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6

We don't normally mix up those sounds in Spanish. The Spanish 'p/b' pair is basically the same as in English. The only difference is that in English 'p' is a little more "explosive". (BTW, recall that in Spanish there is no difference between 'v' and 'b', if an English pronounce an English 'v' we will interpret the same as a 'b') Regarding the pair 't/d', ...


6

Simplemente indicar el país, por ejemplo: Español Venezolano. Cada dialecto, generalmente, no tiene un nombre especialmente definido. Puedes leer mas información aqui: http://es.wikipedia.org/wiki/Idioma_espa%C3%B1ol#Variedades_dialectales_del_espa.C3.B1ol Comunmente en internet se le suele llamar Latino o Español Latino. En otros casos se usa el nombre ...


5

I tend to be skeptical about claims of "language A has x times many more words than language B". Personally, I have been using Spanish and English literally every single day for the last 12 years and I still haven't encountered a situation in which I had to use English because Spanish didn't have a word for the concept I was trying to express (or vice ...


4

La primera es la correcta. The first one is better than the second because the last part in the second phrase: 'El fuego de mi espíritu' sounds weird in the context. Sorry for my english... spanish is my main language


3

Español latino. Incluso, por ejemplo, si buscas en youtube series o películas dobladas en cierta página de videos, para diferenciar los tipos de español lo más frecuente es poner "español latino" o simplemente "latino".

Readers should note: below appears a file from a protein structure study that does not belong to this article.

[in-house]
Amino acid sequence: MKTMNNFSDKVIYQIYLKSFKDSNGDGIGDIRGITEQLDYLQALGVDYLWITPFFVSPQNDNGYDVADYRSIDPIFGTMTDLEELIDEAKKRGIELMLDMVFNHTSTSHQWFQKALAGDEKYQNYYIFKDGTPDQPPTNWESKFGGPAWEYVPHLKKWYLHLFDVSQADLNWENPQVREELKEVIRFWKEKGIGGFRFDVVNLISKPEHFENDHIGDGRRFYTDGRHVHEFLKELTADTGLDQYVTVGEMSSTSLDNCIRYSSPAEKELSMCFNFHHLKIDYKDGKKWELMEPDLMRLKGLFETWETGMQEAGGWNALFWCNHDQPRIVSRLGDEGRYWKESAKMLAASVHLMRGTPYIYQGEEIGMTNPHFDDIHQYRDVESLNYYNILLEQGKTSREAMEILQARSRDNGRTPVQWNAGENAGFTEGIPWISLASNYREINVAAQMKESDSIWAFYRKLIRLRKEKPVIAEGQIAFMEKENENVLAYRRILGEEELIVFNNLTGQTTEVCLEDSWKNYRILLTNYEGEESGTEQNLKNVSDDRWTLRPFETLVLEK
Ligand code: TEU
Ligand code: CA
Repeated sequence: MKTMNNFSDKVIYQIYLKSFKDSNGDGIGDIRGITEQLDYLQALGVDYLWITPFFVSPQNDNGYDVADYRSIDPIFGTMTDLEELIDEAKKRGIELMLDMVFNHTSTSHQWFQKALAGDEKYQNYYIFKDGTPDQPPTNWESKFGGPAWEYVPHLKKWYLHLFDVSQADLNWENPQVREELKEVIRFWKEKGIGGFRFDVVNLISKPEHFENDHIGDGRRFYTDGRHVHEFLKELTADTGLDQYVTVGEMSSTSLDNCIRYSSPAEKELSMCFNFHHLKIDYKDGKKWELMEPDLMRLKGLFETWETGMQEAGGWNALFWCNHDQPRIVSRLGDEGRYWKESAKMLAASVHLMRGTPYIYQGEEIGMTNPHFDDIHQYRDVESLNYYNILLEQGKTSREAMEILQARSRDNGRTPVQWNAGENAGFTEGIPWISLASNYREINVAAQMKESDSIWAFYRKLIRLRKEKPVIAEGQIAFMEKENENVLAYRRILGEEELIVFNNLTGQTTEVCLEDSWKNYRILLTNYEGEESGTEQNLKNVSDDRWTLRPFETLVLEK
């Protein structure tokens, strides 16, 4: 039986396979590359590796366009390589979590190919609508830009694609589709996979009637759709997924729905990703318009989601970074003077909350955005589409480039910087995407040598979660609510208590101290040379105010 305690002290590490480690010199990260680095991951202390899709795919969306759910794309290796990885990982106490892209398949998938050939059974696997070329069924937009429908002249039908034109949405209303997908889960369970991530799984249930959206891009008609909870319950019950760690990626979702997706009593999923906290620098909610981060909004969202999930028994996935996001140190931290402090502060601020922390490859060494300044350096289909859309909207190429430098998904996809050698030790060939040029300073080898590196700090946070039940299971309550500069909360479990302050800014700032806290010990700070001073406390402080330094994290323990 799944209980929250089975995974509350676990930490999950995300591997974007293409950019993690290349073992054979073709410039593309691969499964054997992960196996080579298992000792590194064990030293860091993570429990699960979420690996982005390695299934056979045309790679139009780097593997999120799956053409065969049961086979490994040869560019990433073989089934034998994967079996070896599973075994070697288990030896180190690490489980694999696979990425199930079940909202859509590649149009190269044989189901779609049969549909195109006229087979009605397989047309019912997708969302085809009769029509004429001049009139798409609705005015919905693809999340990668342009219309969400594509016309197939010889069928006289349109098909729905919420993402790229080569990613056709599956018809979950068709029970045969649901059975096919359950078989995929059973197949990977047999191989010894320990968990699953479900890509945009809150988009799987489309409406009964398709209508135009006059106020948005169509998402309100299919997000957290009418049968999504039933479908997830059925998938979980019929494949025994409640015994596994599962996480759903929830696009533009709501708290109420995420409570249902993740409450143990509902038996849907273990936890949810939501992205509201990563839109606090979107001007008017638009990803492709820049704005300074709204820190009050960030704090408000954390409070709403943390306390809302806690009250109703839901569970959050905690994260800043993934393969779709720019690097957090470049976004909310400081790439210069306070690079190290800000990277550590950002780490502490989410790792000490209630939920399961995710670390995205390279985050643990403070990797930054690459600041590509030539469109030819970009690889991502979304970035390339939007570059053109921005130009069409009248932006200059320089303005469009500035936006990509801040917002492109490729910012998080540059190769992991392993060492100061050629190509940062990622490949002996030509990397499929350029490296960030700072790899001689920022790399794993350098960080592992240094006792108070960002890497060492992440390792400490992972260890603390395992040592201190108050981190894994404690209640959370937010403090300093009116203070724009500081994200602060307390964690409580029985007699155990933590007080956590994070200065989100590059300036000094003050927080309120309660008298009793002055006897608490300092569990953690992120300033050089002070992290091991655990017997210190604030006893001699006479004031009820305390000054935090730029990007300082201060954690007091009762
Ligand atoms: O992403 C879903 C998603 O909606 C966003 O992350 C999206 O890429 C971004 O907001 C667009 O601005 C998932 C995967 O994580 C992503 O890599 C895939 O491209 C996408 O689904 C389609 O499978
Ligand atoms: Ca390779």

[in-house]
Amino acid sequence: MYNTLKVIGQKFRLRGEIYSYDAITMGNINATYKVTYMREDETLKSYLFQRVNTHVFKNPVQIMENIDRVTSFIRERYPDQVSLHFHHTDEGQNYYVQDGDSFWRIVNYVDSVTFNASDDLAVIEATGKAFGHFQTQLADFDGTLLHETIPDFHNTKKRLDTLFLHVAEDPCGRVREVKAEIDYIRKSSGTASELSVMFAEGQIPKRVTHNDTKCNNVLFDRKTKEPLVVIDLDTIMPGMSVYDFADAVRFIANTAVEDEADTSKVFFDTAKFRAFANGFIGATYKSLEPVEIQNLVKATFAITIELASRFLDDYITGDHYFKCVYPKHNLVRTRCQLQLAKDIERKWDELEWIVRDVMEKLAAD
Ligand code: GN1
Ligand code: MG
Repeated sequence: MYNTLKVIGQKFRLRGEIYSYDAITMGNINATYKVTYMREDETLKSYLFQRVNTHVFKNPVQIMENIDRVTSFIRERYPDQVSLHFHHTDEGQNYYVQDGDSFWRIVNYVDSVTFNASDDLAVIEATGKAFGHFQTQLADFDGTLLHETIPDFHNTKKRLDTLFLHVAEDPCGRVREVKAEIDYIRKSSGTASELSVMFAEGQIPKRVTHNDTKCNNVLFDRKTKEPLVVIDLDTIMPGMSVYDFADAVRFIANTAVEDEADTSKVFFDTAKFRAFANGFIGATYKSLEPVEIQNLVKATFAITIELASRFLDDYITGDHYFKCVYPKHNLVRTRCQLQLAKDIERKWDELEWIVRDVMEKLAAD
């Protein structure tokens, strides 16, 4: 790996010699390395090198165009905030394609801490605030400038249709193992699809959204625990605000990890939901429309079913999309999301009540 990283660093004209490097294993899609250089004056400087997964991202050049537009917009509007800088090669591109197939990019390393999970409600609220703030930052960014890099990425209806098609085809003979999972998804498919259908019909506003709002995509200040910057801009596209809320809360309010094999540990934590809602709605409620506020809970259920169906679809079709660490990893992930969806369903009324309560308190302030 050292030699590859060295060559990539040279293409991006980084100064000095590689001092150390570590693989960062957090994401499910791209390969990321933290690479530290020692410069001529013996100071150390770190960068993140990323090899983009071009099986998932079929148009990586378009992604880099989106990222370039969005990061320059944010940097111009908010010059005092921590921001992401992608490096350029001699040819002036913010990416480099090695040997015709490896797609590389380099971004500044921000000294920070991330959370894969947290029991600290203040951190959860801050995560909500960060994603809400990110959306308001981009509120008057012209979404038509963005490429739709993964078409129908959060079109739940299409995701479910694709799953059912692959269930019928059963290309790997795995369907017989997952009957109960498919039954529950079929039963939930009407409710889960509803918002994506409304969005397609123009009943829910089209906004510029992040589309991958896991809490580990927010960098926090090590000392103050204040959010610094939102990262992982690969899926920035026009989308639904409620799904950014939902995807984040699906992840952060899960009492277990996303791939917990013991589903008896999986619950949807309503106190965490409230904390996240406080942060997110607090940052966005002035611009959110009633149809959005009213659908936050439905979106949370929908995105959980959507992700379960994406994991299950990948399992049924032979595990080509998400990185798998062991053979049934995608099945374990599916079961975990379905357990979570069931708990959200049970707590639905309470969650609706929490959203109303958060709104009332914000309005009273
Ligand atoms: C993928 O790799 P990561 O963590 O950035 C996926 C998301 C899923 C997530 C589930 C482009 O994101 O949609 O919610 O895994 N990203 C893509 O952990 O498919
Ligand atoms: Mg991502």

2

This is a somehow extended comment and complement rather than an answer (I've already upvoted Ashen's answer). The number of total words in a dictionary or the number of total words for college or basic conversation is sometimes biased by the meaning of word. Let's take one example out of many: “typewriter” v/s «máquina de escribir». The English ...


1

you can use both, but commonly in spanish we said "El Dia de los muertos" if you want to used in something like a post.


1

DELE is offered by Instituto Cervantes who is founder of SICELE together with many universities from America. https://sites.google.com/a/sicele.org/sicele/miembros-de-sicele/miembros-fundadores https://sites.google.com/a/sicele.org/sicele/asociaciones So I am quite sure that DELE is the only one, many Mexicans universities are in the list. By the ...


1

I am from México and we use both but "El día de los muertos" sounds too poethic to me, and "El día de muertos" is the normal way. But it's almost the same.


1

In some languages, the difference between voiced/voiceless consonants is unimportant; they do, nevertheless, differentiate between aspired and non-aspired consonants. The main example for this is Chinese. I guess this is the case with your mother language. Native Spanish speakers usually have no problems telling a voiced (b, d, g) consonant from its ...


1

Based on my own experience, I would say that these misunderstandings never happen with Spanish words in a normal conversation. All of the pairs I could think of are so removed from each other in meaning and function that it's hard to imagine a situation where they could be mistaken: barco(ship) / parco(poor) cada(each) / cata(tasting) Paca(short name for ...


1

First of all these three words: dendro, tendro, tentro don't exist in the Spanish language. So if you here something like that, you must be hearing dentro that means inside pa.pe.pi.po.pu for the sound of the p is really like the English one, close your lips and blow the air, the word POWER is a good example to know how to say it. ba.be.bi.bo.bu this sound ...


1

The fewer number of words in Spanish, however, doesn't mean that it can't be just as expressive as English; sometimes it is more so. One feature that Spanish has when compared to English is a flexible word order. Thus the distinction that is made in English between "dark night" and "gloomy night" might be made in Spanish by saying noche oscura ...



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